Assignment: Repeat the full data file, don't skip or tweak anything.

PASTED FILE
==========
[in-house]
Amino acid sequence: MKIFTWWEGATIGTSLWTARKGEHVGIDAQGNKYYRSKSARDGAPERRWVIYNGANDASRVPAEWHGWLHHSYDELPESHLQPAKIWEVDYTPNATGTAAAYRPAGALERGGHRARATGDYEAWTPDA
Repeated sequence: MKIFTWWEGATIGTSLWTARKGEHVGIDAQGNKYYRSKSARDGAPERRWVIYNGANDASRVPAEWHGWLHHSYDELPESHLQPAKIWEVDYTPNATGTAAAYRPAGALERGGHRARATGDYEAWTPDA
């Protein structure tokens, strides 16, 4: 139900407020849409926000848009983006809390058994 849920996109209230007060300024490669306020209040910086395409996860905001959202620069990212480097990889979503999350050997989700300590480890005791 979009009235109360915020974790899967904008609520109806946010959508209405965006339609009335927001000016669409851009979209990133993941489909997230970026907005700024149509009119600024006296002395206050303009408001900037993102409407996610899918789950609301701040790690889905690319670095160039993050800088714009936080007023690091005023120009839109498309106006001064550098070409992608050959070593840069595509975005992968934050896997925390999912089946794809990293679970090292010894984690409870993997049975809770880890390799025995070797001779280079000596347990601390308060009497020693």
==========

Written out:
[in-house]
Amino acid sequence: MKIFTWWEGATIGTSLWTARKGEHVGIDAQGNKYYRSKSARDGAPERRWVIYNGANDASRVPAEWHGWLHHSYDELPESHLQPAKIWEVDYTPNATGTAAAYRPAGALERGGHRARATGDYEAWTPDA
Repeated sequence: MKIFTWWEGATIGTSLWTARKGEHVGIDAQGNKYYRSKSARDGAPERRWVIYNGANDASRVPAEWHGWLHHSYDELPESHLQPAKIWEVDYTPNATGTAAAYRPAGALERGGHRARATGDYEAWTPDA
């Protein structure tokens, strides 16, 4: 139900407020849409926000848009983006809390058994 849920996109209230007060300024490669306020209040910086395409996860905001959202620069990212480097990889979503999350050997989700300590480890005791 979009009235109360915020974790899967904008609520109806946010959508209405965006339609009335927001000016669409851009979209990133993941489909997230970026907005700024149509009119600024006296002395206050303009408001900037993102409407996610899918789950609301701040790690889905690319670095160039993050800088714009936080007023690091005023120009839109498309106006001064550098070409992608050959070593840069595509975005992968934050896997925390999912089946794809990293679970090292010894984690409870993997049975809770880890390799025995070797001779280079000596347990601390308060009497020693």